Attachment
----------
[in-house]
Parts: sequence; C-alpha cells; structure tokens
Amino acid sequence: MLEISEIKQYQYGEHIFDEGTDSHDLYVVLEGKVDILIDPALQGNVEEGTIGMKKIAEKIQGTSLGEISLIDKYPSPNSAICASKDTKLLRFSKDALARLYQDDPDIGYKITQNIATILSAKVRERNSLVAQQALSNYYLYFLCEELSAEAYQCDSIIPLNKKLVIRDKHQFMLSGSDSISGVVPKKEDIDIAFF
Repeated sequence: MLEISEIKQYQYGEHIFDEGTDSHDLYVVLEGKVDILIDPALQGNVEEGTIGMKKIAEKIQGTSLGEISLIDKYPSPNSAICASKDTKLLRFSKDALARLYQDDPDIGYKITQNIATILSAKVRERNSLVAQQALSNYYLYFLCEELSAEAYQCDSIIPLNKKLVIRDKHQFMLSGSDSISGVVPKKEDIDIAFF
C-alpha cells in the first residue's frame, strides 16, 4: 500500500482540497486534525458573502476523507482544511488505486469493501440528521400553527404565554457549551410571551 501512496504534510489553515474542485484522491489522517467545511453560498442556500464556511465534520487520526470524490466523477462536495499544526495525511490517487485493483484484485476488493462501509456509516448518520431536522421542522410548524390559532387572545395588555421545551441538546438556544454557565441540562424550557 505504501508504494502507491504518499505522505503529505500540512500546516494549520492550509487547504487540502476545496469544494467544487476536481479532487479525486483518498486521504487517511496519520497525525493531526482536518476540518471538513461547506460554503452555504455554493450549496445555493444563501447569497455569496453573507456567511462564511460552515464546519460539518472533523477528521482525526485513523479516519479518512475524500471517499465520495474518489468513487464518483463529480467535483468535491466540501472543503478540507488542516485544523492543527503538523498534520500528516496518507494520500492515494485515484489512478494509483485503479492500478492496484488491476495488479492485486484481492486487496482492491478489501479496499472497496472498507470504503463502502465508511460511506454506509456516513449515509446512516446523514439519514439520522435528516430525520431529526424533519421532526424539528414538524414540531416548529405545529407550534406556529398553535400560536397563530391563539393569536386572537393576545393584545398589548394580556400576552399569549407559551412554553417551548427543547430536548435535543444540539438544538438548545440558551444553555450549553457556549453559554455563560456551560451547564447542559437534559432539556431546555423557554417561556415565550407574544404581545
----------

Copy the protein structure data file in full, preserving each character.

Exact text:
[in-house]
Parts: sequence; C-alpha cells; structure tokens
Amino acid sequence: MLEISEIKQYQYGEHIFDEGTDSHDLYVVLEGKVDILIDPALQGNVEEGTIGMKKIAEKIQGTSLGEISLIDKYPSPNSAICASKDTKLLRFSKDALARLYQDDPDIGYKITQNIATILSAKVRERNSLVAQQALSNYYLYFLCEELSAEAYQCDSIIPLNKKLVIRDKHQFMLSGSDSISGVVPKKEDIDIAFF
Repeated sequence: MLEISEIKQYQYGEHIFDEGTDSHDLYVVLEGKVDILIDPALQGNVEEGTIGMKKIAEKIQGTSLGEISLIDKYPSPNSAICASKDTKLLRFSKDALARLYQDDPDIGYKITQNIATILSAKVRERNSLVAQQALSNYYLYFLCEELSAEAYQCDSIIPLNKKLVIRDKHQFMLSGSDSISGVVPKKEDIDIAFF
C-alpha cells in the first residue's frame, strides 16, 4: 500500500482540497486534525458573502476523507482544511488505486469493501440528521400553527404565554457549551410571551 501512496504534510489553515474542485484522491489522517467545511453560498442556500464556511465534520487520526470524490466523477462536495499544526495525511490517487485493483484484485476488493462501509456509516448518520431536522421542522410548524390559532387572545395588555421545551441538546438556544454557565441540562424550557 505504501508504494502507491504518499505522505503529505500540512500546516494549520492550509487547504487540502476545496469544494467544487476536481479532487479525486483518498486521504487517511496519520497525525493531526482536518476540518471538513461547506460554503452555504455554493450549496445555493444563501447569497455569496453573507456567511462564511460552515464546519460539518472533523477528521482525526485513523479516519479518512475524500471517499465520495474518489468513487464518483463529480467535483468535491466540501472543503478540507488542516485544523492543527503538523498534520500528516496518507494520500492515494485515484489512478494509483485503479492500478492496484488491476495488479492485486484481492486487496482492491478489501479496499472497496472498507470504503463502502465508511460511506454506509456516513449515509446512516446523514439519514439520522435528516430525520431529526424533519421532526424539528414538524414540531416548529405545529407550534406556529398553535400560536397563530391563539393569536386572537393576545393584545398589548394580556400576552399569549407559551412554553417551548427543547430536548435535543444540539438544538438548545440558551444553555450549553457556549453559554455563560456551560451547564447542559437534559432539556431546555423557554417561556415565550407574544404581545